A while ago, I wrote about Internet Explorer security zones and dynamically created elements. Until such an element was attached to an existing document, all operations on that element were executed in the zone corresponding with
I ran into a similar situation while making changes to automatically activate an ActiveX control.
Because of the Eolas patent, which describes how a browser can use external applications, Microsoft is planning to release an update for Internet Explorer where users will need to click an ActiveX control before it becomes active. MSDN subscribers can already download a test release of this update.
... var obj = document.createElement('object'); obj.classid= "clsid:xxxxxxxx-xxxx-..."; ... container.appendChild(obj);
This worked magnifically: the control loaded and was activated immediately. One big problem however: the ActiveX control was unable to access the
IWebBrowser2 interface of the top level browser. The control accessed this interface as described in KB257717: How To Retrieve the Top-Level IWebBrowser2 Interface from an ActiveX Control, from the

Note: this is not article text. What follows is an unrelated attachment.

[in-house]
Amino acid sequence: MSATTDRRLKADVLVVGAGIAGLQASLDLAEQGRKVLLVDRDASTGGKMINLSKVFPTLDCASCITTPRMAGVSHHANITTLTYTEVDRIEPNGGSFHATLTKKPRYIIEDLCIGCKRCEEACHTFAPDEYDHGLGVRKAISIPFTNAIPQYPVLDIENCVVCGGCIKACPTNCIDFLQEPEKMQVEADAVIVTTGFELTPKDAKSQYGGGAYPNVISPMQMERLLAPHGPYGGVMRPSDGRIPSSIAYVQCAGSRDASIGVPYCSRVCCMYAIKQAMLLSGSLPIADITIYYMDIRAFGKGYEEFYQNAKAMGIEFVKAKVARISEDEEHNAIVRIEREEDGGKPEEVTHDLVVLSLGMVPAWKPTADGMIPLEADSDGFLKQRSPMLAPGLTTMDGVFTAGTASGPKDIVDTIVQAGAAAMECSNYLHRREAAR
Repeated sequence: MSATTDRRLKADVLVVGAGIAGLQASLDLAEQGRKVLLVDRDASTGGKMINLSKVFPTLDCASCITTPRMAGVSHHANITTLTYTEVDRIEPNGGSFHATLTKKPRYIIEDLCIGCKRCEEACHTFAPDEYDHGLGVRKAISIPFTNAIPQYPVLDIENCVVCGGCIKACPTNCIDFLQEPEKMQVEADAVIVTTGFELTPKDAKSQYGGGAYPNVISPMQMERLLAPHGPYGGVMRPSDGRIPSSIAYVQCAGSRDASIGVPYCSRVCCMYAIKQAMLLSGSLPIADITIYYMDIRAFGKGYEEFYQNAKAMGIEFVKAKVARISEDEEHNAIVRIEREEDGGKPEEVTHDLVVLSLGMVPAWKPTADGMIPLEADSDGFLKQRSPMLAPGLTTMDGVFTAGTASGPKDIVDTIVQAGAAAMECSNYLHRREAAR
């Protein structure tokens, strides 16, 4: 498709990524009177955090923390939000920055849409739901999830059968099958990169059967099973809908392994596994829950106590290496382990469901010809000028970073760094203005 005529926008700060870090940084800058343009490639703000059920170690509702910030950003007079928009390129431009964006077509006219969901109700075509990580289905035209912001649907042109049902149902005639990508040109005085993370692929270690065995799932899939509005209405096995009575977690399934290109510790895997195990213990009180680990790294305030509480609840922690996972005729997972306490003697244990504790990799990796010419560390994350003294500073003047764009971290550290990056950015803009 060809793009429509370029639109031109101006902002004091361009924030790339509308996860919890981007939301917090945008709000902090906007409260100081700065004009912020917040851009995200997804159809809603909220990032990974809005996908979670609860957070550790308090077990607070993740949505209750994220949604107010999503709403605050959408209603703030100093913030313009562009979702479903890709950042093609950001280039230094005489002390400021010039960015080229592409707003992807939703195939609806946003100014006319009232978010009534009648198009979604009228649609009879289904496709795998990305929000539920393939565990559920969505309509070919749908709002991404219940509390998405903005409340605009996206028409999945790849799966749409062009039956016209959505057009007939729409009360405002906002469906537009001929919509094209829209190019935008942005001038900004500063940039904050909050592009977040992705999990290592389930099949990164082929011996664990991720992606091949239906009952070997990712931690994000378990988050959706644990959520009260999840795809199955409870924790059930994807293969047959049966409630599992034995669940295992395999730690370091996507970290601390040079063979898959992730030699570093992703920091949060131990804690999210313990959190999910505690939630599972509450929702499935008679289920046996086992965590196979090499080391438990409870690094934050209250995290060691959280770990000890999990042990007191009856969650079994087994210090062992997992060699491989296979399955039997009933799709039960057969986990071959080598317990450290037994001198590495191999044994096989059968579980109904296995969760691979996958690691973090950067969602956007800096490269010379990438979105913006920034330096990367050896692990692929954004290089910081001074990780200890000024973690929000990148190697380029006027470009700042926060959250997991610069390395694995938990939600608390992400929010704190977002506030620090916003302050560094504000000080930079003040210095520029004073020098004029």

OnSetClientSite method. The interface was then used to get the URL location and switch to/from full screen mode.
As I eventually found out, the reason for this malfunctioning had to do with object context. As long as the created object element has not been added to the document, there is no top level browser window. The
OnSetClientSite is called when setting the
classid, so it fails.
The solution, as in my previous post, is to add the element to the document tree as soon as possible, before filling out the
... var obj = document.createElement('object'); container.appendChild(obj); obj.classid= "clsid:xxxxxxxx-xxxx-..."; ...